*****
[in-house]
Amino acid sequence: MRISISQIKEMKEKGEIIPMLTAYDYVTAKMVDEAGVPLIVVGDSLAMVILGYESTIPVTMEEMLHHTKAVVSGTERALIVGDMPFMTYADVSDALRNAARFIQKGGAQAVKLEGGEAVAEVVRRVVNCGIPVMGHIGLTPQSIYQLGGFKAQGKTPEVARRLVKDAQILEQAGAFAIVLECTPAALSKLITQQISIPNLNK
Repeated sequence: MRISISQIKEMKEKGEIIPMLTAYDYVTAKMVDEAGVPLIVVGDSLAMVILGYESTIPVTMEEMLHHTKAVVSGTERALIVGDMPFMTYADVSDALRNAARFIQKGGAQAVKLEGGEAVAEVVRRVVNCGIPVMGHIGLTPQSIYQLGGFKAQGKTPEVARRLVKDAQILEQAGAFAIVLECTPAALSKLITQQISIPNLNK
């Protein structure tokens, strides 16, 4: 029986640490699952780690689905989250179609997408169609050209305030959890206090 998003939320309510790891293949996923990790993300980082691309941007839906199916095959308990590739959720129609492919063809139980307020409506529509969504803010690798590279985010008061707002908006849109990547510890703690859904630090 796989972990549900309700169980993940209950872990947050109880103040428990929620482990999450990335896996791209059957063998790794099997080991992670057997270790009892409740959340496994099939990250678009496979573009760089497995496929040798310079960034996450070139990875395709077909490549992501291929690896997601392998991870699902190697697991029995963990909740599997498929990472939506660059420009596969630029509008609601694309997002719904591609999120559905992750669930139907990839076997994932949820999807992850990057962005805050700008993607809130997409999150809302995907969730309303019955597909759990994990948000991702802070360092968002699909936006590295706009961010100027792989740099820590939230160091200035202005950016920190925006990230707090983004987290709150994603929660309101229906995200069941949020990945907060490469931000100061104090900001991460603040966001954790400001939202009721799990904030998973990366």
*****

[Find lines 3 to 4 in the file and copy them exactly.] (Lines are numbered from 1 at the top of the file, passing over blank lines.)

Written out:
Repeated sequence: MRISISQIKEMKEKGEIIPMLTAYDYVTAKMVDEAGVPLIVVGDSLAMVILGYESTIPVTMEEMLHHTKAVVSGTERALIVGDMPFMTYADVSDALRNAARFIQKGGAQAVKLEGGEAVAEVVRRVVNCGIPVMGHIGLTPQSIYQLGGFKAQGKTPEVARRLVKDAQILEQAGAFAIVLECTPAALSKLITQQISIPNLNK
């Protein structure tokens, strides 16, 4: 029986640490699952780690689905989250179609997408169609050209305030959890206090 998003939320309510790891293949996923990790993300980082691309941007839906199916095959308990590739959720129609492919063809139980307020409506529509969504803010690798590279985010008061707002908006849109990547510890703690859904630090 796989972990549900309700169980993940209950872990947050109880103040428990929620482990999450990335896996791209059957063998790794099997080991992670057997270790009892409740959340496994099939990250678009496979573009760089497995496929040798310079960034996450070139990875395709077909490549992501291929690896997601392998991870699902190697697991029995963990909740599997498929990472939506660059420009596969630029509008609601694309997002719904591609999120559905992750669930139907990839076997994932949820999807992850990057962005805050700008993607809130997409999150809302995907969730309303019955597909759990994990948000991702802070360092968002699909936006590295706009961010100027792989740099820590939230160091200035202005950016920190925006990230707090983004987290709150994603929660309101229906995200069941949020990945907060490469931000100061104090900001991460603040966001954790400001939202009721799990904030998973990366």